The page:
The conversion of a reinforced concrete structure dedicated for the storage of munitions at the Brooklyn Navy Yard to serve as the Headquarters for the Yard’s Development and Management Corporation posed both aesthetic and operational challenges.
The contemporary workplace demands an environment conducive for collective and individual participation by all. The commanding view of the former United State Navy Shipyard together with its Manhattan backdrop were presented as extensions of the Development Corporations offices on the eighth floor of their newly renovated building Number 77.
While one would consider the loft-like qualities of the former munitions’ storage building valuable for office use, close examination showed a restrictive floor-to-floor height and non-existent environmental support, the building lacked building services necessary for the contemporary workplace.
Finding space between the floors, and walls, of the building, for organizing the utilities usual to the workplace proved a challenge similar to the design of a warship’s hold; electrical and communication services, fresh air, heating and cooling, ambient and task lighting, sprinkler and fire alarm, sound suppression and control services were all tightly managed in a dedicated “thin” services layer hung from the existing structural concrete ceiling. An investigation of the concrete floor slab prohibited trenching.
Program teams were arranged according to their activities, with departments requiring privacy and security housed in spaces close to the building core. Spaces hosting collective efforts were presented in floor-to-ceiling glass-enclosed conference rooms, with informal meeting areas at the perimeter.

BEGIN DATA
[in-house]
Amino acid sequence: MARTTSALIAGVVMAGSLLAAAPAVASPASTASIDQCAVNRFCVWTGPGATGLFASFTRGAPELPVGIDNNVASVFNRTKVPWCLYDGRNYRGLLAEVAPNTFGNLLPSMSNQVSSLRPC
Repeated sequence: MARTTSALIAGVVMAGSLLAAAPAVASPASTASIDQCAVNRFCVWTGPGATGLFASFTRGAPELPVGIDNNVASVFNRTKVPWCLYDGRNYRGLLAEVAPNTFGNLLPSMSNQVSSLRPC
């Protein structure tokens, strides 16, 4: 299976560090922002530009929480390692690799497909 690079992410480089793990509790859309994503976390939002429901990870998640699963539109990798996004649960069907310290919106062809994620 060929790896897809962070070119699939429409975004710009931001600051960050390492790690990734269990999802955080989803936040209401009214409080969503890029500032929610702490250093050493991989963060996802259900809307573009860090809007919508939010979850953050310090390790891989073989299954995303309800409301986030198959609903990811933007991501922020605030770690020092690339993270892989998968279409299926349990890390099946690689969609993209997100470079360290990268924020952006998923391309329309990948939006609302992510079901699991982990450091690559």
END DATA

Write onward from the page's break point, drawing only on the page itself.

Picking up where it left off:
Workspace furnishing; desks, file, and break-out tables were oriented to create an alternative “other” workspace, encouraging cross-departmental collaboration.
Departmental territories were identified by shared conference rooms named after warships built at the Yard.
Our project set a “building standard” for future tenants of the Yard.
Our spartan interior and project organization suggest a design strategy that avoids obsolescence, by design.
Additional Credits: Laurie Hawkinson Smith-Miller + Hawkinson Architects LLP, Alex Mann Smith-Miller + Hawkinson Architects LLP, Galen Pardee Smith-Miller + Hawkinson Architects LLP, Henry Smith-Miller Smith-Miller + Hawkinson Architects LLP, Claude R. Engle, IV Claude R. Engle Lighting Consultant, Alex Cornhill Smith-Miller + Hawkinson Architects LLP
Credits: - Smith-Miller + Hawkinson Architects LLP - Partner - Laurie Hawkinson - Smith-Miller + Hawkinson Architects LLP - Partner - Henry Smith-Miller - Smith-Miller + Hawkinson Architects LLP - Galen Pardee - Smith-Miller + Hawkinson Architects LLP - Alex Mann - Smith-Miller + Hawkinson Architects LLP - Alex Cornhill - Claude R. Engle Lighting Consultant - Claude R. Engle, IV